Electric Market Forum Speakers - Thursday, Sept. 7, 2017

Arne Olson

Partner ‐ Energy+Environmental Economics (E3)

Arne Olson helps clients navigate changes to bulk electric system operations and investment needs brought about by aggressive government policies promoting clean and renewable energy production. He has consulted extensively for utilities, electricity system operators, asset owners, project developers, electricity consumers, and regulators. In 2013 he led the technical analysis and drafting of the landmark report, Investigating a Higher Renewables Portfolio Standard for California, prepared for the five largest utilities in California, documenting the challenges of and solutions for achieving a 50 percent renewable grid in California by 2030.

Arne has 25 years of experience in energy analysis, and he is a frequent speaker at energy conferences on the role renewable energy will play in decarbonizing the grid. Prior to joining E3 in 2002, he served for six years in the Energy Policy Division of the Washington State Energy Office and its successor agencies.

Education: MS, international energy management and policy, University of Pennsylvania and the Institut Français du Pétrole; BS, statistics, and BS, mathematical sciences, University of Washington

RPS in California

Dr. Masood Parvania

Director ‐ Utah Smart Energy Lab ‐ The University of Utah

Dr. Masood Parvania is an Assistant Professor of Electrical and Computer Engineering, and the Director of the Utah Smart Energy Lab at the University of Utah. His research interests are on the applications of mathematical optimization methods, calculus of variations, and scientific computing to the operation and planning of interdependent critical infrastructure, cyber-physical power and energy systems, and modeling and integration of distributed renewable energy resources.

Dr. Parvania is an Associate Editor of the IEEE Transactions on Smart Grid. He is the Chair of the IEEE Power and Energy Society (PES) Utah Chapter, Chair of the IEEE PES Task Force on Reliability Impacts of Demand Response Integration, and the Secretary of the IEEE PES Reliability, Risk and Probability Application (RRPA) Subcommittee. He is a member of the IEEE and INFORMS.

Challenges and Solutions for Demand Response and Energy Storage Integration into Power Market Operations

Advancement in real-time monitoring and control technologies has made implementing demand response (DR) a reality for power systems operators. This presentation will review the challenges of DR and energy storage integration in electricity markets operation, and present models for advancing the market operations with the flexibility provided by DR and energy storage devices. The presentation will specifically focus on recent advancement in continuous-time operation and pricing models that more accurately captures and compensates for the fast-ramping capability of DR and energy storage devices in market operations.

Cody Hill

Manager, Energy Storage Systems ‐ LS Power

Cody Hill is the Energy Storage Manager at LS Power Development, an independent company that develops, owns, operates and invests in power generation and electric transmission infrastructure, having developed or acquired over 32,000 MW of assets throughout the United States. He is a Board Member for the California Energy Storage Alliance, and has been working in energy storage since 2010, previously as a Power Systems and Controls Engineer at Xtreme Power. He has worked on pioneering megawatt scale storage projects in Alaska, Canada, Texas, Colorado, PJM, and four Hawaiian Islands. Mr. Hill has a Master's degree in Electrical Engineering from the University of Texas at Austin, and a BS in Electrical and Computer Engineering from the University of Missouri - Kansas City.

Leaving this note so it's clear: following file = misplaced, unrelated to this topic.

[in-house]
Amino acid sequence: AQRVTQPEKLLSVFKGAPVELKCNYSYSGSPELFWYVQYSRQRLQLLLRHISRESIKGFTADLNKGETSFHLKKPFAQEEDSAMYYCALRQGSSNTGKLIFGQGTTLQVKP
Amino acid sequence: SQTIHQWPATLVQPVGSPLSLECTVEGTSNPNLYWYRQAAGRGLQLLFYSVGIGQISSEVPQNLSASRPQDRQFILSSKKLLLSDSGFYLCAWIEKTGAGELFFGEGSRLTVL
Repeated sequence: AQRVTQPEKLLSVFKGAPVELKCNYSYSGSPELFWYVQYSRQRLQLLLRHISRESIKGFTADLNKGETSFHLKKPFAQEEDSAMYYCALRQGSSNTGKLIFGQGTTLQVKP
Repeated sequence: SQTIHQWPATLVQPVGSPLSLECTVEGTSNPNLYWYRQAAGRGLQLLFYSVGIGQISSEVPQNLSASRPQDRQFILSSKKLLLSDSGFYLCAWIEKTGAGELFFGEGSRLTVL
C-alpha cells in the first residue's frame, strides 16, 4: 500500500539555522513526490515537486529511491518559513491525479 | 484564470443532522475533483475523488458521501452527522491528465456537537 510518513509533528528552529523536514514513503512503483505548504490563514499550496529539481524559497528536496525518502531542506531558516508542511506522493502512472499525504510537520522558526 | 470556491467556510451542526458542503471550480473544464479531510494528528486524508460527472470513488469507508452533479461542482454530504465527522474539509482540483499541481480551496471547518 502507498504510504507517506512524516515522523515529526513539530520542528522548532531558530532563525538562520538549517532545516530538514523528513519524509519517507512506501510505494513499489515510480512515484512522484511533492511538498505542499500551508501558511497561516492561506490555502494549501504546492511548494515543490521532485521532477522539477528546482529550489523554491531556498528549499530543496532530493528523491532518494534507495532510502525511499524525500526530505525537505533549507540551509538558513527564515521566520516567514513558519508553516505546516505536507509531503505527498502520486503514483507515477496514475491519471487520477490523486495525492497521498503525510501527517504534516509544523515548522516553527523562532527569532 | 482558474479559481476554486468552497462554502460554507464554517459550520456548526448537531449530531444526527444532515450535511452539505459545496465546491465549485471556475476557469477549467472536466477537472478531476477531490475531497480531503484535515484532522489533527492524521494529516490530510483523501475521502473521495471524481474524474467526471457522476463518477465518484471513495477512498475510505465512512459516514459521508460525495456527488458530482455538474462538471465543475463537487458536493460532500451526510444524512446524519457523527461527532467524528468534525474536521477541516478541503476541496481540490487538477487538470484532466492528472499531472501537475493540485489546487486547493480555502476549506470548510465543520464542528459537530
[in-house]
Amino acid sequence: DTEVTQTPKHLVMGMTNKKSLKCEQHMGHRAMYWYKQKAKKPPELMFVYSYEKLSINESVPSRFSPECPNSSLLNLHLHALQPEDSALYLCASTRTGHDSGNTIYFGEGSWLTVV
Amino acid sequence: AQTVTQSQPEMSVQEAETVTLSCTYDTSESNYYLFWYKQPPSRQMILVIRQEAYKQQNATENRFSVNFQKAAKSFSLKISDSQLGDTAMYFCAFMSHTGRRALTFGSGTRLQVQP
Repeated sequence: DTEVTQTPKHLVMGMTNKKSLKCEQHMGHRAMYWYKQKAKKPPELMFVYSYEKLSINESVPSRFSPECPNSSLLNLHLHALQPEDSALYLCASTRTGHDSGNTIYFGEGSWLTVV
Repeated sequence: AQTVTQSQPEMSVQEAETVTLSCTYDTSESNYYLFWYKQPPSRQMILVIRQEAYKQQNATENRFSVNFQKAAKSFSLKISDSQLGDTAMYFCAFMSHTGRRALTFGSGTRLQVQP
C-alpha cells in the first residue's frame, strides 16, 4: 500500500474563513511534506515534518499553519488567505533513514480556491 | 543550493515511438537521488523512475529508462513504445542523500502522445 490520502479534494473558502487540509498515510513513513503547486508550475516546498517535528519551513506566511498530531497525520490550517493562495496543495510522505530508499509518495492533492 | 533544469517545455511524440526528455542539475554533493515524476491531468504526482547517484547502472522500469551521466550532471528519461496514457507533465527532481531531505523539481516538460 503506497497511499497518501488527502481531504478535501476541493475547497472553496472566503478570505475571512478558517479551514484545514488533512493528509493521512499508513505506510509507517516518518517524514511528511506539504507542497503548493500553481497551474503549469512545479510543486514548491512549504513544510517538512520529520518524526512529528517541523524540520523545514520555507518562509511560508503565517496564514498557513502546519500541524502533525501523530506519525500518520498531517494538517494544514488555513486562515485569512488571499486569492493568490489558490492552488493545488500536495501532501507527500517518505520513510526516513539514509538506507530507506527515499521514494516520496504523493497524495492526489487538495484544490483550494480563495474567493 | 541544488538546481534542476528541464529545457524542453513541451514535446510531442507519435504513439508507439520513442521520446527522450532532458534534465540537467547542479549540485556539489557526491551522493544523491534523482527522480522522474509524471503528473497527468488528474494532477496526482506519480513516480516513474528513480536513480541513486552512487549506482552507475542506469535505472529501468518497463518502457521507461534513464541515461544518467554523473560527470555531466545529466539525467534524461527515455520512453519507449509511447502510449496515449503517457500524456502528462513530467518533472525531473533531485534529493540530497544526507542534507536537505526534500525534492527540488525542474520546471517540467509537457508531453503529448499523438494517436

The Rise of Utility-Scale Storage: Past, Present, Future

A revolution in energy storage technology has taken place in the last 10 years. Maturing technology and declining costs have combined to move energy storage in the electricity system from the realm of grant-funded science projects to economic assets improving reliability and participating 24/7 in wholesale energy and ancillary service markets. This presentation will present the key markets, projects, and applications that have gotten the storage industry to where we are today. We will then turn to the immediate future to discuss the challenges that market designers, technologists, and developers must overcome in the next few years for the benefits of storage to truly achieve scale and widespread use.

Eran A. Mahrer

Sr. Director of Utilities ‐ First Solar

Eran Mahrer serves as the Sr. Director of Utilities for First Solar in North America. He leads the company's engagement with utilities on solar planning, programming and procurement. First Solar has deployed over 14 gigawatts (GW) of modules world-wide and has over 80 operating utility-scale solar power plants. First Solar is leading the industry's delivering solar power plants with advanced grid capabilities necessary to continued solar deployment and ultimately integrate storage technologies.

Prior to joining First Solar Eran served as the Executive VP of Strategy and Programs for the Solar Electric Power Association (SEPA). He joined SEPA in 2012 and led organization's efforts in driving utility and solar industry strategies and practices in support of solar energy. Prior to joining SEPA Eran served as Arizona Public Service Company's (APS's) Director of Renewable Energy and Resource Portfolio Planning. In his 11 years with APS he led the company's renewable energy strategy, renewable and customer program resource planning, regulatory interface on many renewable matters, and implementation of all renewable programs. Eran received his MBA from the W.P. Carey School of Business at Arizona State University, a Masters of Science from Washington State University, and his Bachelors of Science from the University of California, San Diego.